Giblin is not aware of any of this, yet he already has a plan for the Kapa Kapa. His village will build a guesthouse, the young men will make money as carriers, the women will sell fruits and vegetables, the villagers will take trekkers on birding expeditions, they will don traditional tribal costumes and dance and sing. The question is, will the taubada come?

Giblin tries to convince us to stay an extra day. It is mating season for the bird of paradise, and soon the gaudy males will be dancing on their forest perches, courting females. Although tempted by the chance to see one of the world's rarest birds, we press on.

GEORGE HAS-ALL OF US WORRIED. He has developed dangerous skin ulcers on both legs. Despite the pain, he insists on trying to complete the remaining three days of the trek, but we need to get him out of the jungle fast. Jack isn't in great shape either. His feet are cracked and bleeding. Cal's knee is giving him trouble. Lee looks pale and tired (is it the onset of malaria?). For all intents and purposes, I'm walking on one leg. Only Dave, Samu, and Philipp are holding up, but if the trail lives up to its reputation, their turn is bound to come.

The thing about the jungle is that often you can see nothing but more jungle. But on day 14, having negotiated the fierce currents of the Musa River and the crumbling, volcanic slopes of 5,512-foot Mount Lamington which erupted in 1951, killing 3,000 people we reach the Girua River. The clouds have lifted, and we look up the river valley, getting our first glimpse of the territory we've covered. Ahead, the flat coastal plain sprawls north under a battering tropical sun. Though the worst is behind us, from here the trail slices through fields of head-high, razor-sharp kunai grass and wanders back and forth across the river. It will not be easy, but the end is in sight.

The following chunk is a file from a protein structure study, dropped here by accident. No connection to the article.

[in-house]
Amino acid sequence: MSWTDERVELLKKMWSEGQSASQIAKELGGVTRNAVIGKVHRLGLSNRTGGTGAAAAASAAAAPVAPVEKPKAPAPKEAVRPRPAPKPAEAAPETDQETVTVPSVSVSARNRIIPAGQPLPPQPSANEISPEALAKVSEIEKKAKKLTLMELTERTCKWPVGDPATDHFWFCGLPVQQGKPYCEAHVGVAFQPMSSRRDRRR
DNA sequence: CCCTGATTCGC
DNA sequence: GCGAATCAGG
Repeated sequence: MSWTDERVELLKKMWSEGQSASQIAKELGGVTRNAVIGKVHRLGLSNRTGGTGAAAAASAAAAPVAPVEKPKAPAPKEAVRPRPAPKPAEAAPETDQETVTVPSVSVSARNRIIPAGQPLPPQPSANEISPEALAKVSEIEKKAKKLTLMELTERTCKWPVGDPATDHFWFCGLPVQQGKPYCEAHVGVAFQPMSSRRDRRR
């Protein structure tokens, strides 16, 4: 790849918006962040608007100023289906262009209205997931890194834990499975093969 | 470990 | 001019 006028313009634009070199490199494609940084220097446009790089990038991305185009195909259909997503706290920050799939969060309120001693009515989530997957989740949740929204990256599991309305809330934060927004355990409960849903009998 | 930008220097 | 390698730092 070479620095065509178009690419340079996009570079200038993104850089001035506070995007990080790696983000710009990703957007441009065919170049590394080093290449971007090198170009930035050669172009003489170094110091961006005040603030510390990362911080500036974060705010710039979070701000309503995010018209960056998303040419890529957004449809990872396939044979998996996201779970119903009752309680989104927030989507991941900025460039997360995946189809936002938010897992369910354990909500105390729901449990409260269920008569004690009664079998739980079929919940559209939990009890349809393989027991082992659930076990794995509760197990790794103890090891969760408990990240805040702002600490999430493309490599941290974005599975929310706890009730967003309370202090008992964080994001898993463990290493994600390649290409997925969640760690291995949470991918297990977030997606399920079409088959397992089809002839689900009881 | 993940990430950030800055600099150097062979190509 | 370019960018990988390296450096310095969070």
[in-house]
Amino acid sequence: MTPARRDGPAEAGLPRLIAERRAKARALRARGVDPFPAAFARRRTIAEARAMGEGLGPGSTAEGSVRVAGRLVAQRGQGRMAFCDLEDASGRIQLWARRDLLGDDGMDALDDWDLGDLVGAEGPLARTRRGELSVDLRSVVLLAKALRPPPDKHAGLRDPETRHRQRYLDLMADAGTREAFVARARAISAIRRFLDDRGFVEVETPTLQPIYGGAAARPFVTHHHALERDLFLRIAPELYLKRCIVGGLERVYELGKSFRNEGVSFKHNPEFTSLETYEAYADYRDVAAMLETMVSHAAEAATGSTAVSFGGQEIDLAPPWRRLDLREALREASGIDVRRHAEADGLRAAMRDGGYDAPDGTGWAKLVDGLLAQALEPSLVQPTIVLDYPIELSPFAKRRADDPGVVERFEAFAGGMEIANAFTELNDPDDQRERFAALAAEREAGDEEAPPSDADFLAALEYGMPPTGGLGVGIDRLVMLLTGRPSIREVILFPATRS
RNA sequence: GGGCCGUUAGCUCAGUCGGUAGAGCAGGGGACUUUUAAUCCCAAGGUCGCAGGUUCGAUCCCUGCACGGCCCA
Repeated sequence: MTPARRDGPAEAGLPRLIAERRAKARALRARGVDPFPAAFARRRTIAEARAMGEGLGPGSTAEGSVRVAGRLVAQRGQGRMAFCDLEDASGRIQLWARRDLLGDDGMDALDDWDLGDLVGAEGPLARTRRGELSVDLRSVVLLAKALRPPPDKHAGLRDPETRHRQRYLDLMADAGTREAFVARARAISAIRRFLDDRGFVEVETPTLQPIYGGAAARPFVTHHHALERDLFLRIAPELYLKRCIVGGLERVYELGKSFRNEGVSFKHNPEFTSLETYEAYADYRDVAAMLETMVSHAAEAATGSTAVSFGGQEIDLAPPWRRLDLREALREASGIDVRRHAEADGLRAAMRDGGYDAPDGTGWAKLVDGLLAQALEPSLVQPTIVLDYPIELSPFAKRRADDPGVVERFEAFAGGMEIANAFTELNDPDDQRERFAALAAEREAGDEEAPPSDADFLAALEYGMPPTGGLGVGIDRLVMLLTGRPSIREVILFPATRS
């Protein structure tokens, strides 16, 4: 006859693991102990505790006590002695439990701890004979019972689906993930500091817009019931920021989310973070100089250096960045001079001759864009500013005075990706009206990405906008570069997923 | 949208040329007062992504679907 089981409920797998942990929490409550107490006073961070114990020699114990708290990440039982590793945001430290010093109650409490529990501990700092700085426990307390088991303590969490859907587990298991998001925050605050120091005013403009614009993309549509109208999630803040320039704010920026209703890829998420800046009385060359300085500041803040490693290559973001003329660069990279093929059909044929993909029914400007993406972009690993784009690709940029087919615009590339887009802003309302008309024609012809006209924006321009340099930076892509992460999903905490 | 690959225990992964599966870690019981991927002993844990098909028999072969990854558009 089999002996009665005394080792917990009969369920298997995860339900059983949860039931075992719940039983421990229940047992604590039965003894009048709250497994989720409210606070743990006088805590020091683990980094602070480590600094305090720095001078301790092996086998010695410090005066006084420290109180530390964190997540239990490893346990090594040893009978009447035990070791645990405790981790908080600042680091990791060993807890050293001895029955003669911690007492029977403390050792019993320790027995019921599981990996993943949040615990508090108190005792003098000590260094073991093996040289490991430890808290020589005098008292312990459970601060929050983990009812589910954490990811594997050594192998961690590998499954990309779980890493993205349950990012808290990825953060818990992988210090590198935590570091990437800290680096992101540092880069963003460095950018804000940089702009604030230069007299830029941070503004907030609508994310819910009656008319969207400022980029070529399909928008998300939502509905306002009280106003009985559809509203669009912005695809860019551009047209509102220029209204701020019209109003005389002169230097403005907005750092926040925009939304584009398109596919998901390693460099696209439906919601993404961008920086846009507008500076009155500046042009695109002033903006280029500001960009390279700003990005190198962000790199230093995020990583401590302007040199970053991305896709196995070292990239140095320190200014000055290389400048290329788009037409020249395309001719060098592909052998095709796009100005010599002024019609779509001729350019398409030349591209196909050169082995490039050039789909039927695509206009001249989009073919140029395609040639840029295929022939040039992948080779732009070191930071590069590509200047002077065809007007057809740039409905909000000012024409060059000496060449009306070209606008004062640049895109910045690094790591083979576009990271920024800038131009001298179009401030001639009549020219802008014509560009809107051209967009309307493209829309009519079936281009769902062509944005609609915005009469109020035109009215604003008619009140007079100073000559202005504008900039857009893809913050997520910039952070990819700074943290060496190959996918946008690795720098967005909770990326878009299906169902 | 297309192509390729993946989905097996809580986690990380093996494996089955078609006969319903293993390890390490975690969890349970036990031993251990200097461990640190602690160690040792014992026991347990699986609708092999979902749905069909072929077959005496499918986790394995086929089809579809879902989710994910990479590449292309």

Two days later, after 16 days in the jungle, we reach Buna.

The Kapa Kapa, which we've renamed the Ghost Mountain Trail, is, as Lee concludes, "the Kokoda on steroids." For the weary soldiers and the hundreds of New Guineans who served as carriers and scouts for the Army, the end of the trail was the beginning of a long nightmare. When they arrived in Buna, they entered tangled, tea-black swamps and a battle that General MacArthur described as a "head-on collision of the bloody, grinding type."

Papua New Guinea tourism officials told me that they hope to promote this history and, in light of our success, turn the route into something like a national historic trail. The World Wildlife Fund currently has plans to incorporate the Ghost Mountain Trail into its blueprint for conservation and tourism in the Owen Stanley Range.

For their part, the WWII veterans can't imagine anyone ever choosing to walk across Papua New Guinea. "Are you kidding?" 32nd Division member Stanley Jastrzembski said to me. "I would have taken an enemy bullet before going back into those mountains."

But none of us regretted a mile of it.